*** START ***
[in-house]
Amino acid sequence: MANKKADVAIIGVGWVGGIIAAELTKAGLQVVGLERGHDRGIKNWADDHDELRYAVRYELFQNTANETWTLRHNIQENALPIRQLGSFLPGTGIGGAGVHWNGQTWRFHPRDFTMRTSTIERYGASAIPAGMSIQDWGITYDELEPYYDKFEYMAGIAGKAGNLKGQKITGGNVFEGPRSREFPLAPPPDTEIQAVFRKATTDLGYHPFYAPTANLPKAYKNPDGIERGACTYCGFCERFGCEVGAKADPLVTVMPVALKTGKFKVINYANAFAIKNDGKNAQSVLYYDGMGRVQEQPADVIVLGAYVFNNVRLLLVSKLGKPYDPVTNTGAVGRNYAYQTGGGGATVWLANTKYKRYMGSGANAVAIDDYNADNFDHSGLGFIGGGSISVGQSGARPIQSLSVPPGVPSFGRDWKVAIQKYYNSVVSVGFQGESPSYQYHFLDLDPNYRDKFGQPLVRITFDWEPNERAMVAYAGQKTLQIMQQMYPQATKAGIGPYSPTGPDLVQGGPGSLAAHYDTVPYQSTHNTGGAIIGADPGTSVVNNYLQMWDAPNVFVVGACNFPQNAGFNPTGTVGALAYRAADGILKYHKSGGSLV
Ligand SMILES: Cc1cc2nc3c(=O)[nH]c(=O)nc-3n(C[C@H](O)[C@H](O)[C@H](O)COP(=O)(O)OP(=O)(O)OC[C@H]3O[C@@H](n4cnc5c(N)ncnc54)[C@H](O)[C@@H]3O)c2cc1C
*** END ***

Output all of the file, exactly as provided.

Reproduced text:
[in-house]
Amino acid sequence: MANKKADVAIIGVGWVGGIIAAELTKAGLQVVGLERGHDRGIKNWADDHDELRYAVRYELFQNTANETWTLRHNIQENALPIRQLGSFLPGTGIGGAGVHWNGQTWRFHPRDFTMRTSTIERYGASAIPAGMSIQDWGITYDELEPYYDKFEYMAGIAGKAGNLKGQKITGGNVFEGPRSREFPLAPPPDTEIQAVFRKATTDLGYHPFYAPTANLPKAYKNPDGIERGACTYCGFCERFGCEVGAKADPLVTVMPVALKTGKFKVINYANAFAIKNDGKNAQSVLYYDGMGRVQEQPADVIVLGAYVFNNVRLLLVSKLGKPYDPVTNTGAVGRNYAYQTGGGGATVWLANTKYKRYMGSGANAVAIDDYNADNFDHSGLGFIGGGSISVGQSGARPIQSLSVPPGVPSFGRDWKVAIQKYYNSVVSVGFQGESPSYQYHFLDLDPNYRDKFGQPLVRITFDWEPNERAMVAYAGQKTLQIMQQMYPQATKAGIGPYSPTGPDLVQGGPGSLAAHYDTVPYQSTHNTGGAIIGADPGTSVVNNYLQMWDAPNVFVVGACNFPQNAGFNPTGTVGALAYRAADGILKYHKSGGSLV
Ligand SMILES: Cc1cc2nc3c(=O)[nH]c(=O)nc-3n(C[C@H](O)[C@H](O)[C@H](O)COP(=O)(O)OP(=O)(O)OC[C@H]3O[C@@H](n4cnc5c(N)ncnc54)[C@H](O)[C@@H]3O)c2cc1C